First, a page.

This post inspired by Adventures in Low Vision, a blog about the different challenges and happenings its author encounters as she adjusts to low vision life. She writes snippets that I always enjoy, as they turn visual images into words.
In her most recent post, she asked the question “What do we as blind or low vision people do to ensure safe travel.”
In my now defunct blog, I had written about a series of techniques lumped into the general category called Orientation and Mobility that are designed to help blind people learn to navigate their environment. These most commonly include crossing the street safely moving around in large spaces such as malls and department stores, and using public transportation.
When many think of Orientation and Mobility, (O&M) they think of learning routes to specific places. Yes this happens, but if one only knew how to get from one particular place to another I don’t think one would be able to adapt well to new settings. I am happy to say that my instructors, probably some of the best there ever have been taught me methods that allow me to figure out where I am even when I locate to another area.
I never heard them use this exact term, but I believe the ability to put together bits of information to figure out different surroundings is called Structured Discovery. I sometimes do this by walking with a sighted person a couple of times and paying really close attention to turns, cracks in the sidewalk, street gutters, the sound of ventelation units, etc that help me memorize the layout. I would venture to say that suddenly I’ve gotten pretty good at this, and especially living in my sprawling Durham neighborhood with its restaurants, convenience stores, and leasing office a quarter mile away. I’ve also had to use this in the place where I work, as they often rope off familiar hallways without warning and I am forced to readjust.
The only thing that does concern me is the degree to which I rely on my rather shaky hearing in order to safely move about. I had lost this ability near totally with the lower quality hearing aids I’d had from January of 2006 till February of 2011, as they didn’t provide a high enough degree of stereophonic sound. By this, I mean the ability for both of my ears to work together to create a unified soundscape that makes it clearer when, say, cars are passing in front of me as opposed to going by on a parallel. This is vitally important when crossing streets.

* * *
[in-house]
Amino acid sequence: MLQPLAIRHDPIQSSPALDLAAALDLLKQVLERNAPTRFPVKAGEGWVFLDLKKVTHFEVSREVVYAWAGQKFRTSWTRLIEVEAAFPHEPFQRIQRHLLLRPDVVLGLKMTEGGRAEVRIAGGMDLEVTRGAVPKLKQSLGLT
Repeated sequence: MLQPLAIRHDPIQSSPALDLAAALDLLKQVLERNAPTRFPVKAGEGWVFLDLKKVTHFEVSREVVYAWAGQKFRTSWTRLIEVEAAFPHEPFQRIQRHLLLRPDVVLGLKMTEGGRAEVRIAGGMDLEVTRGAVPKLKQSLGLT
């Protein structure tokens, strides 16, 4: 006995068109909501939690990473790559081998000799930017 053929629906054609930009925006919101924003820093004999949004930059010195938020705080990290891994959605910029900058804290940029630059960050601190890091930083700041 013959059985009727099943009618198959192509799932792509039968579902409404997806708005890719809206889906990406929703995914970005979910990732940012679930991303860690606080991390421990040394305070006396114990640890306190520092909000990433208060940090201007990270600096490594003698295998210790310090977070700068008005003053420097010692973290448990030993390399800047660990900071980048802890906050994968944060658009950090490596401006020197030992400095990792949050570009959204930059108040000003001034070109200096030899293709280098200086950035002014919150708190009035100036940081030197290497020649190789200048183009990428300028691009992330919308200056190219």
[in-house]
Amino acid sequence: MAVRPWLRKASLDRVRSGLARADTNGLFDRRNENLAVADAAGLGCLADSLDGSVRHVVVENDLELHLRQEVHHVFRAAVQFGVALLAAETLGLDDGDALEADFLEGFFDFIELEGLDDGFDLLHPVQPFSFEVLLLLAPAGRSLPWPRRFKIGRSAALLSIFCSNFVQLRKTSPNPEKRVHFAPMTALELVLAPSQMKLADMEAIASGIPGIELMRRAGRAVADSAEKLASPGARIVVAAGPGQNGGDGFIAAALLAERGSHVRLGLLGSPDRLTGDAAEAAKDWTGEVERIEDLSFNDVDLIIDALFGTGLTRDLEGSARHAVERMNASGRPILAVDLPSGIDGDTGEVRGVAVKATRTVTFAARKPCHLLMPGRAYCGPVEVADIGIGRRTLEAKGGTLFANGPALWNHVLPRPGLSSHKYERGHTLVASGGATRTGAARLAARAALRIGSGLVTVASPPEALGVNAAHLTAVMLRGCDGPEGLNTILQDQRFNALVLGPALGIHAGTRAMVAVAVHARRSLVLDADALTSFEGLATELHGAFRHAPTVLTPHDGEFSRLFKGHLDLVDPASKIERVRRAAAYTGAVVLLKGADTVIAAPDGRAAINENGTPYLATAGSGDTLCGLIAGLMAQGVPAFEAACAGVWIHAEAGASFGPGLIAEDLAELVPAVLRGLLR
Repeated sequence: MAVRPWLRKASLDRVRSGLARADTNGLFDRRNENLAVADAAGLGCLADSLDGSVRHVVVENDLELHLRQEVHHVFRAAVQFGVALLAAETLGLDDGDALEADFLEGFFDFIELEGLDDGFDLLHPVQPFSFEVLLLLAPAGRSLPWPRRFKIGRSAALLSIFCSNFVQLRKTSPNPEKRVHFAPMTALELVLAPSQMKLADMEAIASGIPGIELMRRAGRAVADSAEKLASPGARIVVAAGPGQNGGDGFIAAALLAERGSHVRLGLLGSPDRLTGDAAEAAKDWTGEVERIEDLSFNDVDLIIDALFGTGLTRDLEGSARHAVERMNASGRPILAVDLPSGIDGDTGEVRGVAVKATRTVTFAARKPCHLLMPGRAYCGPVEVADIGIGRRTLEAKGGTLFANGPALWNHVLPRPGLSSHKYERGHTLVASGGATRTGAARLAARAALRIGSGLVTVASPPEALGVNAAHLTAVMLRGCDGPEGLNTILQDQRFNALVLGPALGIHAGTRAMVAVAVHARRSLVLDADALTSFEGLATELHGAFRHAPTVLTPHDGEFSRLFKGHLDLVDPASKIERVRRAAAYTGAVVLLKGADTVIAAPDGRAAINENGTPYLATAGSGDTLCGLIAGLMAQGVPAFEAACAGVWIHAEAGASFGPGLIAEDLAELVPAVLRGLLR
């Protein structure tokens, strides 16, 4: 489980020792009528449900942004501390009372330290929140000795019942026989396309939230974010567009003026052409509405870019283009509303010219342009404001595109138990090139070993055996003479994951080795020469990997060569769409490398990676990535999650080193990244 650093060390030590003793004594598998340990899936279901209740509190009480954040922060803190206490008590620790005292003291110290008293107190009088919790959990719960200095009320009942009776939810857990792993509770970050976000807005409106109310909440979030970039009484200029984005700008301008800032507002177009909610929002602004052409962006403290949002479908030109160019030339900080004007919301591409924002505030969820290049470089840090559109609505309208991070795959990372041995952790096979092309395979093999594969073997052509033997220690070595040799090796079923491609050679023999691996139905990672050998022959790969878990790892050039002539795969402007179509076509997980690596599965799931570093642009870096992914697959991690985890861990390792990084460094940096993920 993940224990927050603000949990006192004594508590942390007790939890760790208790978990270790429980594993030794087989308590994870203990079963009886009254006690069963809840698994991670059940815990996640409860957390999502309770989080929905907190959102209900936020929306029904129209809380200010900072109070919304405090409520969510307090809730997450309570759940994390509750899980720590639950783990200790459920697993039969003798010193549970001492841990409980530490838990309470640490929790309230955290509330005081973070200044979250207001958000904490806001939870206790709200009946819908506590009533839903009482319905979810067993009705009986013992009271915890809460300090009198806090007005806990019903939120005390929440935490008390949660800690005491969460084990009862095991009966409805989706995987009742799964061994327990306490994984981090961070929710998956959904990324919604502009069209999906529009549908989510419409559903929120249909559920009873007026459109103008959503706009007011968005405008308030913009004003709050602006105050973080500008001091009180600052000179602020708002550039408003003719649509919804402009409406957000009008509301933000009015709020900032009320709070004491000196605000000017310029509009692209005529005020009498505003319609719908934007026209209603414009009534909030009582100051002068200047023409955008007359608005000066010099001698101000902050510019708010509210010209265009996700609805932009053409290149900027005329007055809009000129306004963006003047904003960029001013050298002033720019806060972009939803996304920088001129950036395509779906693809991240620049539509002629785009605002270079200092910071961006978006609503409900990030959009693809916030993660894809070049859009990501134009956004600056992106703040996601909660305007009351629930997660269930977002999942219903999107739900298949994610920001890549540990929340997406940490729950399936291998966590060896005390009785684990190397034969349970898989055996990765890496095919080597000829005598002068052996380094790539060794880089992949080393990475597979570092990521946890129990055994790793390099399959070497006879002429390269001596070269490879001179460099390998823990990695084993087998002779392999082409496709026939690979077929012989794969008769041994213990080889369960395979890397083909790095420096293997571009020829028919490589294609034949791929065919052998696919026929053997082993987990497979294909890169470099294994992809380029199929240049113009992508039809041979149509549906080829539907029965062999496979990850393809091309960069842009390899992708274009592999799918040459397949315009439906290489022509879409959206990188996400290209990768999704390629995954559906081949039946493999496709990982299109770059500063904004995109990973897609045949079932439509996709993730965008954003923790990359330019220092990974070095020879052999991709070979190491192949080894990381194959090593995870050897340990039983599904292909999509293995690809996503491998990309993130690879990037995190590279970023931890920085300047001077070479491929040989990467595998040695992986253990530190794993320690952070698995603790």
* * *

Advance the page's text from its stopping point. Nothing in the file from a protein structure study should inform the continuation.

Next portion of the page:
Not that I’m entirely perfect even at that yet, unfortunately, but I think I do well enough to stay in one piece. I always press the button, waiting until I’ve heard an automobile pass in front of me before so doing to try and get myself as close to the beginning of the next light cycle as possible. It’s fun being me sometimes.
You might think it odd, but I believe the most dangerous part of the travel I do is actually crossing open parking lots. Here, if a car is moving it is usually doing so slowly. While I wouldn’t be hit particularly hard, hopefully, I also can barely hear the engine when there is little speed involved. I have lost a couple of canes this way, though as others point out in those situations, at least said canes did their job and kept my toes in tact.
To try and head that off, I’ll usually stand on the curb and, in a technique taught to me by my O&M instructors, wave my cane three times across my body to hopefully let anyone know that I’m about to step off. Then it’s just a matter of holding head high, trying to make sure I can be seen, and crossing fingers!
And on pressing buttons, or pulling cords, riding the bus is also usually an adventure. I’ve very much improved that over the year plus that I’ve been here as well, finally actually learning where the cords even are and thus how to properly use them.
And even though the ADA mandates it, not all stops are called out on most of the routes with which I interact on a regular basis. This is less of a concern for me lately though, as I can use my iPhone’s GPS apps to help me get a sense of where my exact stop is. I do this for the first several times I need to get to a different destination, until I get all of the turns, speed bumps, traffic lights and the like down so that I can ride without that assistance. I of course also tell the drivers where I wish to get off, but being human they are prone to forget and sail right on by if I don’t ring that ell in time.
As I stated earlier, I’m kind of afraid that my travel abilities may continue to deteriorate. I’ll probably never be able to really move around malls and such, unless perhaps I go ahead and get a guide dog. As far as that goes, I do feel I might be better with a dog than I’d thought as my basic mobility principles are solid. But if I have to get a cochlear implant, I’m raeding that others who are blind have lost some of that ability to track themselves in relation to other objects. That might render me unable to function, but I guess I have to hope not. Maybe it can be reacquired with time.
Thanks again to Adventurous in Low Vision for this post idea.